De Blasio’s Wrong: Poor New Yorkers Stand to Gain a Lot From Congestion Pricing

Hundreds of thousands of low-income New Yorkers stand to benefit from new transit funding, compared to just 5,000 who might pay tolls to car commute under the Move NY plan.

Just 4 percent of outer borough workers car commute into Manhattan, and of those, the vast majority are from middle- or high-income households. Image: Community Service Society
Just 4 percent of outer borough workers car commute into Manhattan, and of those, the vast majority are from middle- or high-income households. Image: Community Service Society

Despite all evidence to the contrary, Mayor Bill de Blasio insists that congestion pricing is “a regressive tax.” A new report from the Community Service Society [PDF] shows that the mayor doesn’t have a leg to stand on: The people who would pay more to drive into the most congested parts of the city are disproportionately affluent, and poor New Yorkers stand to gain much more from reforming the city’s toll system than from the status quo.

On Sunday, announcing a congestion relief plan that’s doomed to fail, de Blasio reiterated his opposition to the Move NY plan, which would charge a uniform price to drive into Manhattan below 60th Street while lowering tolls on farther-out MTA crossings.

“Rich people will pay it without even knowing and poor people and working class people will really take a hit,” the mayor said.

That’s not what the Census data says. For every low-income New Yorker who drives into Manhattan from the outer boroughs and might be affected by Move NY, dozens would reap the benefits of transit improvements made possible by Move NY revenues, according to CSS.

Just 4 percent of all NYC workers who live in the outer boroughs commute into Manhattan by car, according to American Community Survey data from 2011 through 2015. Most of those commuters are on the upper end of the income ladder: 55 percent qualify as high-income, while just 16 percent earn less than double the federal poverty threshold.

Of all outer borough households earning less than double the poverty line, just 2 percent commute via car into Manhattan — a total of 5,000 people. That still overstates the number of people who would pay, since many commuters to jobs above 60th Street would not be affected by the Move NY toll cordon.

The benefits of congestion pricing, meanwhile, would accrue to low-income New Yorkers in a number of ways. Relieving traffic jams will improve bus service, which has been consistently losing speed as streets get more crowded with cars. Revenue from the congestion fees will also be reinvested in capital improvements that can make trains and buses faster and more reliable.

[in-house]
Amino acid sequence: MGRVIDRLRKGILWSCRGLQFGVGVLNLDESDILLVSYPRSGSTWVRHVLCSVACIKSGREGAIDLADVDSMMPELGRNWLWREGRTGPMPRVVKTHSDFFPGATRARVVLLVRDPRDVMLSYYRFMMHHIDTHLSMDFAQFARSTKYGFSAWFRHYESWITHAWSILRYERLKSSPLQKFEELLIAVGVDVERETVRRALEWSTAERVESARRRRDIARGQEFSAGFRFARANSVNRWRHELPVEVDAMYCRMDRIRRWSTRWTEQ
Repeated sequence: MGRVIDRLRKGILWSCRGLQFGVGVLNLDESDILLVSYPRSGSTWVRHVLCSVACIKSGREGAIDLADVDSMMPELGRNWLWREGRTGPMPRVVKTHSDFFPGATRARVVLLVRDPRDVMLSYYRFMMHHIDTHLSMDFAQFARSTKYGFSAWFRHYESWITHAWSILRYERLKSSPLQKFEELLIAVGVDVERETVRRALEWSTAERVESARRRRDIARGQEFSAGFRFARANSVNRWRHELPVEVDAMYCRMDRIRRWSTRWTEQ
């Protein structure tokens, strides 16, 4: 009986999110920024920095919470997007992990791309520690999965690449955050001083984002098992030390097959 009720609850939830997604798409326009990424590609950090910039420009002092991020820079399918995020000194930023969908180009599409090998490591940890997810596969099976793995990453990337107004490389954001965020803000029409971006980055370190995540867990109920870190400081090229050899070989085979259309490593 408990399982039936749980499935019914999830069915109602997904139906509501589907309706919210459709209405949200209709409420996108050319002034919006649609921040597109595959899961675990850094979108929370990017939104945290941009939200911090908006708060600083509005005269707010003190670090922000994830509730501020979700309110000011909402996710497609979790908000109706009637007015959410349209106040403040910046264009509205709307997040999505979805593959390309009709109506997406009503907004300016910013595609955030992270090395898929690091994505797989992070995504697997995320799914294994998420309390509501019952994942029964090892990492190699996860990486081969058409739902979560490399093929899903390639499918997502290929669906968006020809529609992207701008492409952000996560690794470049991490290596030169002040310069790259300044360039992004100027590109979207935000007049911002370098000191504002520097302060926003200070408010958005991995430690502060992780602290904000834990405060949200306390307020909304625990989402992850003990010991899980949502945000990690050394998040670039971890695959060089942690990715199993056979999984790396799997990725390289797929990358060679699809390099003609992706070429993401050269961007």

Those service improvements would benefit more than 2.1 million subway and bus riders. Of those, 190,000 would be eligible for half-price MetroCards under the “Fair Fares” proposal — 38 times the maximum number of low-income car commuters who would pay a congestion fee.

“The high cost of riding the city’s buses and subways is pushing people into poverty,” said CSS President and CEO David Jones, one of mayor’s representatives on the MTA Board. “That reality cannot be ignored as we consider solutions for fixing our deteriorating mass transit system and ensuring its viability for the millions who rely on it daily and drive the city’s economy.”

Image: Community Service Society
Chart: Community Service Society

“CSS’s data analysis confirms that the City’s working poor are clear beneficiaries under the Move NY Fair Plan — a highly progressive proposal that will slash traffic and raise over $1 billion a year to upgrade and expand our mass transit system,” said Move NY campaign director Alex Matthiessen. “If we are serious about improving outcomes for the lowest income New Yorkers, we need to invest in mass transit and make it easier and more affordable for working people to get to their jobs, look for work or access job training and education programs.”